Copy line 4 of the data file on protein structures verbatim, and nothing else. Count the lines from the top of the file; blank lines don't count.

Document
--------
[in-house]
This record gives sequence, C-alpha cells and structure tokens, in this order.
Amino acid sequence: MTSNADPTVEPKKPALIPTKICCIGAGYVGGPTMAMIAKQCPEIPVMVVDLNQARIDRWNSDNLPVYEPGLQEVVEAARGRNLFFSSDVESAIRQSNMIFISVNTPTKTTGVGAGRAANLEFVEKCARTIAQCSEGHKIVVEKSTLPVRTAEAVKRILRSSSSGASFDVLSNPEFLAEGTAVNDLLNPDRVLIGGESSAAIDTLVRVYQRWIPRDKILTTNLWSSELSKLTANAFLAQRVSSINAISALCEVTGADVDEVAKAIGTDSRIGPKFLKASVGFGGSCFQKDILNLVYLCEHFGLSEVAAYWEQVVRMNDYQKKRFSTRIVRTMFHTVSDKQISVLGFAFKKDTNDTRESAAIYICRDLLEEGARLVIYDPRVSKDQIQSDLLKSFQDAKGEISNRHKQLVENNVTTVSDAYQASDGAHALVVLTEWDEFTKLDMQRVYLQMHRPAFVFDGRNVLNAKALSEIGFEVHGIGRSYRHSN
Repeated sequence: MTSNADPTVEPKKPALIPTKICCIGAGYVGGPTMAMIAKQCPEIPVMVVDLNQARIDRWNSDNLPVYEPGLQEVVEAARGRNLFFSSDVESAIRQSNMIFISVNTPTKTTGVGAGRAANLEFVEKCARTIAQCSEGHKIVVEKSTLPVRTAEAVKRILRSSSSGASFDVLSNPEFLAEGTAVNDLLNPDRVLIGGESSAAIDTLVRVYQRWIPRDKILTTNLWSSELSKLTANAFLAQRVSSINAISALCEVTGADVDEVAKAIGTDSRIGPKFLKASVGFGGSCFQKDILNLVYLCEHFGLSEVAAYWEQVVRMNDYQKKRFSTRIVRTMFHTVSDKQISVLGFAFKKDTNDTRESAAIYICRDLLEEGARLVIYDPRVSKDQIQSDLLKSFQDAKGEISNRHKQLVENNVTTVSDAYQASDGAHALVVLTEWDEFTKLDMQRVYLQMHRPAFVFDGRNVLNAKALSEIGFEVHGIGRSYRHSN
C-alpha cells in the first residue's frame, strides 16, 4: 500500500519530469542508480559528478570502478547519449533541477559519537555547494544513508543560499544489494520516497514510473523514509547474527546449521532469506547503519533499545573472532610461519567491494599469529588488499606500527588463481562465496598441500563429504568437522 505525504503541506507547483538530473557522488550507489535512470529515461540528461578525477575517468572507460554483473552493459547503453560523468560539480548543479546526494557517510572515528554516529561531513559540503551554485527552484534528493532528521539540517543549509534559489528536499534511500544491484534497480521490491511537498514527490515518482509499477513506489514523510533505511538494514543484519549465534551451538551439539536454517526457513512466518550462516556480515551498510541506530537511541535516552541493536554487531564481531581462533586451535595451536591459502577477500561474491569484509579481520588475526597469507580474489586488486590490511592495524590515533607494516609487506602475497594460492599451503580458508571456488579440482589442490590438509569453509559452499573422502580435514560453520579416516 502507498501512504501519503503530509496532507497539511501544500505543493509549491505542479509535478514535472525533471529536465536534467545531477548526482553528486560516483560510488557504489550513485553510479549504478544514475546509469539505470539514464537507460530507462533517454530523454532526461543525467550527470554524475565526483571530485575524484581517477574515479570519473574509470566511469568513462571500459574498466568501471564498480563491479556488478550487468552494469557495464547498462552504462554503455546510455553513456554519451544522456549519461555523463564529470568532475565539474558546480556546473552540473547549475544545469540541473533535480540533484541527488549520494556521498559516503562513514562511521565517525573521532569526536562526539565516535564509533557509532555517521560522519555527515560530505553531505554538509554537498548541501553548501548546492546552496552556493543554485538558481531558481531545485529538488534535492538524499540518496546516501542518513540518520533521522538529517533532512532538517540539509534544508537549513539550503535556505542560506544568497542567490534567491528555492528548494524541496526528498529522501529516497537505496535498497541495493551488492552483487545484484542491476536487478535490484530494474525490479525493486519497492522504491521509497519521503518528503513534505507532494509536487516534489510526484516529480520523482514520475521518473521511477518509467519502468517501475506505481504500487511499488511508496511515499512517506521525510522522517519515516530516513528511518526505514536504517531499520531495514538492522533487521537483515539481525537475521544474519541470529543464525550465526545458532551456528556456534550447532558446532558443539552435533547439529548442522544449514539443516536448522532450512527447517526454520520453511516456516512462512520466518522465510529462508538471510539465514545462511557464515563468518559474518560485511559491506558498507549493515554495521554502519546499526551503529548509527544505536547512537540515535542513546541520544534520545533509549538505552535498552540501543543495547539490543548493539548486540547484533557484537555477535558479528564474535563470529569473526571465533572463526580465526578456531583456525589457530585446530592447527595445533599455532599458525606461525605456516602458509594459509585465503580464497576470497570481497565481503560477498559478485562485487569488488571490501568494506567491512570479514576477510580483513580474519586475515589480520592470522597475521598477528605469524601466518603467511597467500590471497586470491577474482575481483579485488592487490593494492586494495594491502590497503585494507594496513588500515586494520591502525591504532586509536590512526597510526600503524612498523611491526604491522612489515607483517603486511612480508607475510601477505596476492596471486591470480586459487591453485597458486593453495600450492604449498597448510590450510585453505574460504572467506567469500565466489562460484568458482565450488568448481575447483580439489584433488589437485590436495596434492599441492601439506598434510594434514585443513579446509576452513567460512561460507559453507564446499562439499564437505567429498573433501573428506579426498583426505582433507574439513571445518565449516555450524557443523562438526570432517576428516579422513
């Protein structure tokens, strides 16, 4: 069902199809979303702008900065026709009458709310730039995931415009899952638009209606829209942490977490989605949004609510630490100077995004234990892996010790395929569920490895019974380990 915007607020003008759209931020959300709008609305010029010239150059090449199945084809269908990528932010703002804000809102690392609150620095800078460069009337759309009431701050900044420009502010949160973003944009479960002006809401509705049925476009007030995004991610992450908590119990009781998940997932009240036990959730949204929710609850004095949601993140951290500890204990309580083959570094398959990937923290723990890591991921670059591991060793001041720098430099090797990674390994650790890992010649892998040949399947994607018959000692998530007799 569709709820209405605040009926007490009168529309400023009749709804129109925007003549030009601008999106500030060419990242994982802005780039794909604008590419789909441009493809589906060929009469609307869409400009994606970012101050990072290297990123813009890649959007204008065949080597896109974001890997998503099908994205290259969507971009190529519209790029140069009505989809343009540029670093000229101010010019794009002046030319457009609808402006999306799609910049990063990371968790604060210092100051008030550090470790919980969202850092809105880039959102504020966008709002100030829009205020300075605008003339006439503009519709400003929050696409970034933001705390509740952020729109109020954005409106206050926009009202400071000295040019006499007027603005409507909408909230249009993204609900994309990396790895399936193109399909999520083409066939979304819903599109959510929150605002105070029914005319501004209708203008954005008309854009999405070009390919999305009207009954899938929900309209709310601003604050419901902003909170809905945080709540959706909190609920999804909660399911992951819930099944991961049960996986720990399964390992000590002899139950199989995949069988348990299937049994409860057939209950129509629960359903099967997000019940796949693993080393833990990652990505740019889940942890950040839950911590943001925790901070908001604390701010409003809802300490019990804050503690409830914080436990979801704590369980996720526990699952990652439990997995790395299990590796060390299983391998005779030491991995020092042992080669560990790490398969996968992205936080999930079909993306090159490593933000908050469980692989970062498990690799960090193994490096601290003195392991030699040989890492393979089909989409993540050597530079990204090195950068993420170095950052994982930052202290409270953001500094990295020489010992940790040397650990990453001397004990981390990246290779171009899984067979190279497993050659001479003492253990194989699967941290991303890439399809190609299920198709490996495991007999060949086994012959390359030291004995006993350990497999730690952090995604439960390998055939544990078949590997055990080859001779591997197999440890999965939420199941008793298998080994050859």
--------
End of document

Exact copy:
Repeated sequence: MTSNADPTVEPKKPALIPTKICCIGAGYVGGPTMAMIAKQCPEIPVMVVDLNQARIDRWNSDNLPVYEPGLQEVVEAARGRNLFFSSDVESAIRQSNMIFISVNTPTKTTGVGAGRAANLEFVEKCARTIAQCSEGHKIVVEKSTLPVRTAEAVKRILRSSSSGASFDVLSNPEFLAEGTAVNDLLNPDRVLIGGESSAAIDTLVRVYQRWIPRDKILTTNLWSSELSKLTANAFLAQRVSSINAISALCEVTGADVDEVAKAIGTDSRIGPKFLKASVGFGGSCFQKDILNLVYLCEHFGLSEVAAYWEQVVRMNDYQKKRFSTRIVRTMFHTVSDKQISVLGFAFKKDTNDTRESAAIYICRDLLEEGARLVIYDPRVSKDQIQSDLLKSFQDAKGEISNRHKQLVENNVTTVSDAYQASDGAHALVVLTEWDEFTKLDMQRVYLQMHRPAFVFDGRNVLNAKALSEIGFEVHGIGRSYRHSN